The next steps were to assess and plan. A needs assessment was conducted as part of a research project to assess parishioners' perceptions of offering a health education program on-site and assess topics of interest and time preference. The assessment was developed by one of the authors (Abell, 2016) and was provided during weekend Masses. There was a positive response about the perception of the usefulness of an onsite health ministry program. Additionally, those offering input demonstrated an interest in various topics (Abell). With limited financial resources, planning for expenses was important. To address the financial cost of the program, a grant of $2,050 was written and successfully obtained through a diocesan funding opportunity that supports Catholic ministries. The money was utilized for refreshments and $25.00 gift cards as tokens of appreciation for speakers. After the fiscal year for which the grant was obtained, money not utilized was returned to the diocesan fund as an act of stewardship.


Finding the best time for the program was a challenge. Plans were established to offer the health education activities as a monthly event. Initially, the schedule of the sessions varied in order to continue assessing the time that would facilitate greatest attendance. The first program was offered on a Friday, just prior to a First Friday Mass. This was followed by sessions held following the First Saturday Mass, and then a session after a weekday 8:00 a.m. Mass. The noon weekday Mass typically had the largest attendance and became the consistent time for the health education programs.


With completion of the assessment and planning phase, the next step involved putting the findings into practice. Implementation included developing programs to provide multiple health education topics, including: colon cancer; stroke awareness; Zika virus; shingles; eye diseases; selecting a long-term-care facility; diabetes; anointing of the sick; lab results; health for your back; hypertension; anemia; tips for calling 911; balance; drug abuse; progressive relaxation; estate planning; total eclipse-eye protection; end-of-life decisions; genetics; Alzheimer's disease/dementia; and communicating with healthcare providers. In addition to nurses, speakers included a(n) health educator, astronomer, physician, geneticist, nursing home administrator, paramedic, drug task force representatives, attorney, and pastor. Speakers were invited by a member of the church who served as a facilitator of the health ministry program. Speakers were asked to be prepared to present for approximately 30 minutes and then allow time for questions. Programs lasted an hour, and attendees socialized before and after the presentations. Speakers utilized a variety of presentation strategies including informal lecture, Power Point slides, use of models, demonstrations, and return demonstrations.

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Part of implementation included providing information regarding planned health education activities. This was done through publicizing events in weekly bulletins, posting on the church's Facebook page, and announcing events at parish meetings and masses.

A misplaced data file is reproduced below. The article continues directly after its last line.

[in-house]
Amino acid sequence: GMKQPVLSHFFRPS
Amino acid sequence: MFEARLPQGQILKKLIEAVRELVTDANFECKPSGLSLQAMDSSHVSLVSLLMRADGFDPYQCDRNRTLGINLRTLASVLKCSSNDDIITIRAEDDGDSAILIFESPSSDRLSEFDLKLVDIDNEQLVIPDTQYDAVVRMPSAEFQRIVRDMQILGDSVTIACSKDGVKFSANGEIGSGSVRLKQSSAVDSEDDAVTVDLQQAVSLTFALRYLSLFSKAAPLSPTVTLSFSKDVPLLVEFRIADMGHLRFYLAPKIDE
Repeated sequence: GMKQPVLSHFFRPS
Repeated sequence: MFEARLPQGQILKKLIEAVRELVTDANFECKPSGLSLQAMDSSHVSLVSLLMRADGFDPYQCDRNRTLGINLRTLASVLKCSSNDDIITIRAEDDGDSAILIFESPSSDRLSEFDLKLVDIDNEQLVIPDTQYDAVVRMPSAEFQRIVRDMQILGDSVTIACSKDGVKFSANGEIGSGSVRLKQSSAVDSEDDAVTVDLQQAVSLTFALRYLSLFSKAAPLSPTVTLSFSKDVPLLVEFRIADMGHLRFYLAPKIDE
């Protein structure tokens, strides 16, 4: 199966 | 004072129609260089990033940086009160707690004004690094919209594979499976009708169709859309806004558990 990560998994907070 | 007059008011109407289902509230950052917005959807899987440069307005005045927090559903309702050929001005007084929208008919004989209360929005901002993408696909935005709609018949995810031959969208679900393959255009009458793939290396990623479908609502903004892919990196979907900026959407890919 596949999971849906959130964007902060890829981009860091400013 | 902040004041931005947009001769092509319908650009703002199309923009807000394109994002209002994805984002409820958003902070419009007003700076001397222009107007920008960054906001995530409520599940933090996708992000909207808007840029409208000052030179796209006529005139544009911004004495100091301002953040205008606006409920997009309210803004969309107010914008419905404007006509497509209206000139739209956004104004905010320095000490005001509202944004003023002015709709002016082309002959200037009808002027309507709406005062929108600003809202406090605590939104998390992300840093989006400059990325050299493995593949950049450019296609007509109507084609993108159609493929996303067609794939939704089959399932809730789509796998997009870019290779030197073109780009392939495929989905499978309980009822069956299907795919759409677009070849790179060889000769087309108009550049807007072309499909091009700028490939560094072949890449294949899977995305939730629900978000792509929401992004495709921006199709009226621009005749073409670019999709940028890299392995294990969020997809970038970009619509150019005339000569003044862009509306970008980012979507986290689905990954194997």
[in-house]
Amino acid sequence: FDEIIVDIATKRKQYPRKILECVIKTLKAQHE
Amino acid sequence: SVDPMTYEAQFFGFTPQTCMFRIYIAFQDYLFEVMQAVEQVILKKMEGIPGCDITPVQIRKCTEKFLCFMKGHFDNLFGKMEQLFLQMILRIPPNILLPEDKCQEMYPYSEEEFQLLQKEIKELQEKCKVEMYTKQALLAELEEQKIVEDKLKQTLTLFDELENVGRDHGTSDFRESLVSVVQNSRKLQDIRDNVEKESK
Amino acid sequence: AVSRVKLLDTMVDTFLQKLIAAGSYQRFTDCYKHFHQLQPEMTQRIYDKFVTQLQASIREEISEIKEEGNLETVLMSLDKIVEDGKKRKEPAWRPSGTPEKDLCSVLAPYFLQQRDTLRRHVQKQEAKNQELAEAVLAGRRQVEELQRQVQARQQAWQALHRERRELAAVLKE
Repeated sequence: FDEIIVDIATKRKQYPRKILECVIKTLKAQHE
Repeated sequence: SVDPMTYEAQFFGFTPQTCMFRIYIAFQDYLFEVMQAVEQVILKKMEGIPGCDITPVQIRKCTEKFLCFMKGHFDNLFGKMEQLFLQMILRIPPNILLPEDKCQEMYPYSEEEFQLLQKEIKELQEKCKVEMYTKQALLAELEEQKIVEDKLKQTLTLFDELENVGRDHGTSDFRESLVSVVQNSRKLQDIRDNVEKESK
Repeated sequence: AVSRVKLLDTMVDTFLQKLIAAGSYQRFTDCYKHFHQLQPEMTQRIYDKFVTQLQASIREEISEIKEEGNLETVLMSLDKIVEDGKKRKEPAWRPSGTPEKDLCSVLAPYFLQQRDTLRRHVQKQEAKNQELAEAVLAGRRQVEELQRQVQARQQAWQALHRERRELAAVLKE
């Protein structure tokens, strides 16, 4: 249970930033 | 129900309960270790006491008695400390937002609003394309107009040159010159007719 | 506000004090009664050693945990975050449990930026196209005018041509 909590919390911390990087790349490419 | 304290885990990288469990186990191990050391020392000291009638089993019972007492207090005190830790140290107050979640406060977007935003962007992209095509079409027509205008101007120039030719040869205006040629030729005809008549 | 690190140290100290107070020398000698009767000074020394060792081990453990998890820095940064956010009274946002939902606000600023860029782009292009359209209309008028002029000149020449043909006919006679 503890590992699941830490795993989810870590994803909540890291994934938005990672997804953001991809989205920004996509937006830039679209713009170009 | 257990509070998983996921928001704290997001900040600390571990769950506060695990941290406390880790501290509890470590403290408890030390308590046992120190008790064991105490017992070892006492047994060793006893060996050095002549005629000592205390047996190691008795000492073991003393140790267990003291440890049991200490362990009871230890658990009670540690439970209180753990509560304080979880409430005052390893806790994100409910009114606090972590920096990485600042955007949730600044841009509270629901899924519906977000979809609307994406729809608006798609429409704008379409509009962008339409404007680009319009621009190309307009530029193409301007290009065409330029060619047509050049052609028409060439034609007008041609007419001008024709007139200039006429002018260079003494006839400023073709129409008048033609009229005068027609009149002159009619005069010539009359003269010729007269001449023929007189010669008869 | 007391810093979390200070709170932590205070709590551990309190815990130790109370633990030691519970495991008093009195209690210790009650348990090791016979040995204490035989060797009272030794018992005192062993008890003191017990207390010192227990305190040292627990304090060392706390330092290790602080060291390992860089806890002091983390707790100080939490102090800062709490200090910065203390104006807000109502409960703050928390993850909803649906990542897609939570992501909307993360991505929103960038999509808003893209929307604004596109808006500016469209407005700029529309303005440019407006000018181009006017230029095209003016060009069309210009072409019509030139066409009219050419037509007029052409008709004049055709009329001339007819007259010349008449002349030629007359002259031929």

Part of evaluating a program includes ongoing data collection and tracking. This takes time but is invaluable to demonstrate the success of a program. It is important to decide what data are significant and should be collected (Byrnes, 2014). For this program, records maintained include numbers of people attending sessions, the topics, and expenses. Updates are provided to the parish council and the finance committee to demonstrate popularity and value of the program, evident by consistent growth in attendees. With financial resources often limited in small, rural churches, keeping leaders informed of the success of programs is important in receiving ongoing program funding.



As reported by Williams, Glanz, Kegler, and Davis (2012), having support from the pastor or priest is important to the success of a church-based health program. We found this to be true, as well. In addition to attending most sessions, the pastor served as a presenter for specific sessions and kept people informed of upcoming events.


Participants enjoyed refreshments during educational programs. The first session was held just prior to Mass. With the requirement of abstaining from food and drink 1 hour prior to receiving Communion (Canon Law Society of America, 1983), this prevented having food at the health education event, which may have affected attendance. When the educational sessions were offered after Mass, attendance increased, and participants enjoyed refreshments and socialization. It is important not only to plan ahead for topics, but to be flexible to offer timely topics. For example, during the summer, when much was being publicized about Zika virus, this topic was of interest. Also, during the time surrounding a total eclipse of the sun, many had questions about what to expect and how to protect their eyes, while experiencing the eclipse.

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A valuable lesson learned was to network with health and other community organizations to find a variety of speakers with expertise in diverse topics, such as acute care, long-term care, primary care, and emergency care agencies, and public health. Partnerships could be established with nursing academic instructors. Additionally, collaborating with other health-related academic units in college or university settings could result in more resources. These programs could include social work, physical therapy, dental hygiene, speech therapy, dietetics, and recreation.